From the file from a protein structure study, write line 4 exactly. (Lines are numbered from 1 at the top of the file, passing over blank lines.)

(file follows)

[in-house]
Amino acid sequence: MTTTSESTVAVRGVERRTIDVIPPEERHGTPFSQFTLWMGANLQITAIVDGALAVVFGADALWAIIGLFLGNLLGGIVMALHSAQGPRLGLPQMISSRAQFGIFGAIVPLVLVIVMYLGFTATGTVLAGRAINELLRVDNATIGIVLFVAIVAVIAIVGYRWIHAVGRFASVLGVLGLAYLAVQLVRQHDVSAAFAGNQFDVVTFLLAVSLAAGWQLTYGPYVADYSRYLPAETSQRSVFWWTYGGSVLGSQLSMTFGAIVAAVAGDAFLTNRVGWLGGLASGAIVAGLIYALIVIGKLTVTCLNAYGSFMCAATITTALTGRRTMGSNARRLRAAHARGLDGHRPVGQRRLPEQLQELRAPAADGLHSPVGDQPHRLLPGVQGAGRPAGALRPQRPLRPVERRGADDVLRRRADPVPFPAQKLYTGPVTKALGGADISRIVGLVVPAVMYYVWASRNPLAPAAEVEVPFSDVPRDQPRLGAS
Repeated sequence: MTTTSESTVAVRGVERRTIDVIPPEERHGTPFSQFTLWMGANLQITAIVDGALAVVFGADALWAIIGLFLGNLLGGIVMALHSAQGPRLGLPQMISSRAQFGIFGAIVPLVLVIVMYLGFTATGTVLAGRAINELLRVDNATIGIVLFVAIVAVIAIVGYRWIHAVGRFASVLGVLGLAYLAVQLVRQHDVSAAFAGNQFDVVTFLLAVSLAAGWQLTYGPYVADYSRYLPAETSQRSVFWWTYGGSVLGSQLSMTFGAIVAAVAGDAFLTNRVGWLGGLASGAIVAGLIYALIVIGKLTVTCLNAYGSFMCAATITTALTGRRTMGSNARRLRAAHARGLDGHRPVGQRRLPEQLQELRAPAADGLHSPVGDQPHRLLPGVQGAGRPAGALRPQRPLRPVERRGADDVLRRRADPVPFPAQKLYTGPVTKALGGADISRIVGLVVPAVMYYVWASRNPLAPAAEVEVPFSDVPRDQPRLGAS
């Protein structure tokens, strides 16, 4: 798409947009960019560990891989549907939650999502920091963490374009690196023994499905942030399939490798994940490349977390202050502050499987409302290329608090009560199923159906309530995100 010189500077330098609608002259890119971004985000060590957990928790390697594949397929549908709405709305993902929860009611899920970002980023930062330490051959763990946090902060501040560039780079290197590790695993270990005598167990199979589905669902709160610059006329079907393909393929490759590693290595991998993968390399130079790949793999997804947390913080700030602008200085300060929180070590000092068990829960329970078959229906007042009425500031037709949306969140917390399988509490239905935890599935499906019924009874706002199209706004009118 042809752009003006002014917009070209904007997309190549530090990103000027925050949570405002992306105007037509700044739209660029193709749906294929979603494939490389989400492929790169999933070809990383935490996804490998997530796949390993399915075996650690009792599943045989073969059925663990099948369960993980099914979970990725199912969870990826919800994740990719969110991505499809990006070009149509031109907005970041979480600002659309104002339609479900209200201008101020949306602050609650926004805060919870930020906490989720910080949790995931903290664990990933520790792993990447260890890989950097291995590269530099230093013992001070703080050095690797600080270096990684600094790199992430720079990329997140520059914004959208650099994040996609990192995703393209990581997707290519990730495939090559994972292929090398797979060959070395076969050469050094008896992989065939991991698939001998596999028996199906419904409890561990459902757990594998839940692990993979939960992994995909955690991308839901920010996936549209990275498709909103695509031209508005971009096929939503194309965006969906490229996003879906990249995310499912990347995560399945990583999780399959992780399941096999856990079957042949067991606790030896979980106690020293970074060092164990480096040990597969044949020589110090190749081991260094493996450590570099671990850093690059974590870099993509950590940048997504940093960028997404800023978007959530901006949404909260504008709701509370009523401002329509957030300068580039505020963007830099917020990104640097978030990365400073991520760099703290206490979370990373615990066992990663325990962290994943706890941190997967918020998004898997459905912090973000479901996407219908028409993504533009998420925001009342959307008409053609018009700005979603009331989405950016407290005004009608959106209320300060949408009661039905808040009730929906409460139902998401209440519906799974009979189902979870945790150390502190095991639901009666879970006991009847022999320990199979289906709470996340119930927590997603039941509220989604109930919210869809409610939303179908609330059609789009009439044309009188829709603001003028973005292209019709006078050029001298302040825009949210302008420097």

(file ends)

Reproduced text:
């Protein structure tokens, strides 16, 4: 798409947009960019560990891989549907939650999502920091963490374009690196023994499905942030399939490798994940490349977390202050502050499987409302290329608090009560199923159906309530995100 010189500077330098609608002259890119971004985000060590957990928790390697594949397929549908709405709305993902929860009611899920970002980023930062330490051959763990946090902060501040560039780079290197590790695993270990005598167990199979589905669902709160610059006329079907393909393929490759590693290595991998993968390399130079790949793999997804947390913080700030602008200085300060929180070590000092068990829960329970078959229906007042009425500031037709949306969140917390399988509490239905935890599935499906019924009874706002199209706004009118 042809752009003006002014917009070209904007997309190549530090990103000027925050949570405002992306105007037509700044739209660029193709749906294929979603494939490389989400492929790169999933070809990383935490996804490998997530796949390993399915075996650690009792599943045989073969059925663990099948369960993980099914979970990725199912969870990826919800994740990719969110991505499809990006070009149509031109907005970041979480600002659309104002339609479900209200201008101020949306602050609650926004805060919870930020906490989720910080949790995931903290664990990933520790792993990447260890890989950097291995590269530099230093013992001070703080050095690797600080270096990684600094790199992430720079990329997140520059914004959208650099994040996609990192995703393209990581997707290519990730495939090559994972292929090398797979060959070395076969050469050094008896992989065939991991698939001998596999028996199906419904409890561990459902757990594998839940692990993979939960992994995909955690991308839901920010996936549209990275498709909103695509031209508005971009096929939503194309965006969906490229996003879906990249995310499912990347995560399945990583999780399959992780399941096999856990079957042949067991606790030896979980106690020293970074060092164990480096040990597969044949020589110090190749081991260094493996450590570099671990850093690059974590870099993509950590940048997504940093960028997404800023978007959530901006949404909260504008709701509370009523401002329509957030300068580039505020963007830099917020990104640097978030990365400073991520760099703290206490979370990373615990066992990663325990962290994943706890941190997967918020998004898997459905912090973000479901996407219908028409993504533009998420925001009342959307008409053609018009700005979603009331989405950016407290005004009608959106209320300060949408009661039905808040009730929906409460139902998401209440519906799974009979189902979870945790150390502190095991639901009666879970006991009847022999320990199979289906709470996340119930927590997603039941509220989604109930919210869809409610939303179908609330059609789009009439044309009188829709603001003028973005292209019709006078050029001298302040825009949210302008420097």